“Majorana fermions are these exotic things that have long been a dream to see, and we now see them in a very simple material — gold,” said Moodera, a senior research scientist in MIT’s Department of Physics. “We’ve shown they are there, and stable, and easily scalable.”

“The next push will be to take these objects and make them into qubits, which would be huge progress toward practical quantum computing,” said co-author Lee, the William and Emma Rogers Professor of Physics at MIT.

“Seeing a pair of Majorana fermions is an important step toward making a qubit,” Wei said. “A pair of Majorana fermions means two Majorana particles appearing simultaneously. This is a fundamental property because one electron or fermion can be divided into a pair of coherently coupled Majorana fermions. This could be the first observation of the nonlocally stored quantum state of an electron, that is, an electron or fermion simultaneously appearing at two different locations separated in space.”

High risk

Scientists have looked for Majorana fermions in semiconductors, the materials used in conventional, transistor-based computing. 

“There are several material platforms where people believe they’ve seen Majorana particles,” Lee said. “The evidence is stronger and stronger, but it’s still not 100% proven.”

The semiconductor-based setups to date, however, have been difficult to scale up to produce the thousands or millions of qubits needed for a practical quantum computer 

“They require growing very precise crystals of semiconducting material, and it is very challenging to turn these into high-quality superconductors,” Wei said.

About a decade ago, Lee, working with his graduate student Andrew Potter, had an idea: Perhaps physicists might be able to observe Majorana fermions in metal, a material that readily becomes superconductive in proximity with a superconductor.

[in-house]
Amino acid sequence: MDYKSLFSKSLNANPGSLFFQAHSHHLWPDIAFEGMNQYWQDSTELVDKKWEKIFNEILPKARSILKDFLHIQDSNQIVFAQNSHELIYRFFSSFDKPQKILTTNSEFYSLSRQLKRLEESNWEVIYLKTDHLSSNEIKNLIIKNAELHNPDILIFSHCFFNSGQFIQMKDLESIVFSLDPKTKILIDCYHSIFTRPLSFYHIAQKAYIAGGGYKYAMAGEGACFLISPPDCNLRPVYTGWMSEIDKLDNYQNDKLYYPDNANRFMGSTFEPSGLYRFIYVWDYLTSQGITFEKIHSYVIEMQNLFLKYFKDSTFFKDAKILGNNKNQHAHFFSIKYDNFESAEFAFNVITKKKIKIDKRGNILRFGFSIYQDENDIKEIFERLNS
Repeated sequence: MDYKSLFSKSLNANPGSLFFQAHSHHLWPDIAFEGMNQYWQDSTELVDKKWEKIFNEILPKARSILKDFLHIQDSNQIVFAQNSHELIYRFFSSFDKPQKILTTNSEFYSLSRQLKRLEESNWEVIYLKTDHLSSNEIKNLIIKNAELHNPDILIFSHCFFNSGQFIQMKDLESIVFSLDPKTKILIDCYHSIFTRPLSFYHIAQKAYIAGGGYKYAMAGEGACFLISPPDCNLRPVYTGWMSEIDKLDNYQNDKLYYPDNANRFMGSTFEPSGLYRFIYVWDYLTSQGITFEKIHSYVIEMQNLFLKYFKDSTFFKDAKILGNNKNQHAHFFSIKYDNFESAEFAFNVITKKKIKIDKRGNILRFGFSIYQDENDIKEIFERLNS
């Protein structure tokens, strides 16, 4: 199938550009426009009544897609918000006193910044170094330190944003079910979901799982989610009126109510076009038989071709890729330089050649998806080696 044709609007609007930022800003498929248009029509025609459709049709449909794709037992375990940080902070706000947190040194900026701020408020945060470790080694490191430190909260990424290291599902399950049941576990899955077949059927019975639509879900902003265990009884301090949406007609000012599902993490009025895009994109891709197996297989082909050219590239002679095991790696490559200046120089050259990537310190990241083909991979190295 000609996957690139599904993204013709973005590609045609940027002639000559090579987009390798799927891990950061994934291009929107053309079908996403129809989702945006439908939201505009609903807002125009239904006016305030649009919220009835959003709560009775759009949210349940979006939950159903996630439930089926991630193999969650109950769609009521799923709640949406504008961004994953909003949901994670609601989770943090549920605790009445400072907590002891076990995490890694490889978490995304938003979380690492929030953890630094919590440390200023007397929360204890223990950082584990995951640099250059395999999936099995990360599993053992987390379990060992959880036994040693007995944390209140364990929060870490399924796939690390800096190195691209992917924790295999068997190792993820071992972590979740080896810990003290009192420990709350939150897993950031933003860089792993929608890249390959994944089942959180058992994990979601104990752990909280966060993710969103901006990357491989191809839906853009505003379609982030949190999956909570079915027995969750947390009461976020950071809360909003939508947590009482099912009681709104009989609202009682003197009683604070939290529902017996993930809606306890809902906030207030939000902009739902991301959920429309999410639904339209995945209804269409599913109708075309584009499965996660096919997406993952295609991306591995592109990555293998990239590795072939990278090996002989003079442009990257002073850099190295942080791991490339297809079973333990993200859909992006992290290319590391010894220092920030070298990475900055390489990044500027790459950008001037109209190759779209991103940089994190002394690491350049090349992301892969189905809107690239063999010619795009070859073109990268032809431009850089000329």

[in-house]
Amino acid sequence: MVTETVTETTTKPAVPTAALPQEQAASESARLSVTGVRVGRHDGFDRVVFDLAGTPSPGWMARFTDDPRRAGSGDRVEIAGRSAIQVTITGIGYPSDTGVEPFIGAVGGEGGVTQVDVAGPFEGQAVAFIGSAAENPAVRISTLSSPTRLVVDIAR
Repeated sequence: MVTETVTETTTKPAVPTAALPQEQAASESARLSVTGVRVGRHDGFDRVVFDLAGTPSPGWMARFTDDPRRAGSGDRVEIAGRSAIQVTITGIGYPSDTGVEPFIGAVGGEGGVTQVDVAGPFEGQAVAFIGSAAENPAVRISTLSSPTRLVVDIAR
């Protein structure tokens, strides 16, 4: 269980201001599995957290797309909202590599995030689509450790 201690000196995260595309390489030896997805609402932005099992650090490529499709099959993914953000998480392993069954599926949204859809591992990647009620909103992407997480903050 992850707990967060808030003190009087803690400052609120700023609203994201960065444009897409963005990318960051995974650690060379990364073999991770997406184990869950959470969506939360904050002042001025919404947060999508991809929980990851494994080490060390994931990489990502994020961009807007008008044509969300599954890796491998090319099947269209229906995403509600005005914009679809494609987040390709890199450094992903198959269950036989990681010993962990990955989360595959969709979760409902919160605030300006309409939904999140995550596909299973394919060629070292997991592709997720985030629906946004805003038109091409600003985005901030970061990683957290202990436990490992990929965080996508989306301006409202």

Scientists routinely make metals, including gold, into superconductors. Lee’s idea was to see if gold’s surface state — its very top layer of atoms — could be made to be superconductive. If this could be achieved, then gold could serve as a clean, atomically precise system in which researchers could observe Majorana fermions.

“When we first proposed this, I couldn’t convince a lot of experimentalists to try it, because the technology was daunting,” Lee said. “Jagadeesh and Peng really had to reinvent the wheel. It was extremely courageous to jump into this, because it’s really a high-risk, but we think a high-payoff, thing.”

Finding Majorana

“We need to overcome several challenges first to establish a metallic platform for Majorana fermions,” Wei said. “The challenges include confirming the surface state superconductivity in gold and significantly lowering the Fermi energy, which is very hard to do in metals.”

The team eventually solved the challenges by covering the surface of a gold thin film with a layer of europium sulfide — a unique magnetic insulator. They also confirmed the surface state superconductivity